I read a lot of books and journal articles about bias and inequality. It’s pretty common for those sources to offer a lot of recommendations for overcoming bias that sound like a good idea on the surface, but don’t really have empirical support for their effectiveness and may actually backfire. What I appreciated about this book was that it focused more on what works empirically and frequently discussed what doesn’t work or has backfired.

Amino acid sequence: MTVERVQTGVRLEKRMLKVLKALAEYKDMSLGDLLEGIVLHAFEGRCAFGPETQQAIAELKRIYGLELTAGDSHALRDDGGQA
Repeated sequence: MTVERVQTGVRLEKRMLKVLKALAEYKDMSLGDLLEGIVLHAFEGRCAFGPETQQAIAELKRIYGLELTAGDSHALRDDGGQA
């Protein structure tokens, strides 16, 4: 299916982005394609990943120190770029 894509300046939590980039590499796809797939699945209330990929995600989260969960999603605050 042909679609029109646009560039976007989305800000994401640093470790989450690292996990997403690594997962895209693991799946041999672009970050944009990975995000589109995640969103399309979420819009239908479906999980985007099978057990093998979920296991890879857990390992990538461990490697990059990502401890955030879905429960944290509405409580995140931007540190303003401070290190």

Another common issue in this genre is to advocate for the equality of a specific group in ways that are unfair toward other groups or possibly less beneficial for individuals, organizations, or societies. Once again, this book does a much better job than most but it’s still not perfect in this area.
I would recommend this book to most people because I think it will be beneficial for overcoming bias and inequality, especially for anyone in a leadership role, and the examples or studies discussed are also pretty interesting to learn about. If you don’t think you have bias, or are just curious about one of the many ways it can be measured, try taking an implicit association test (IAT) linked below.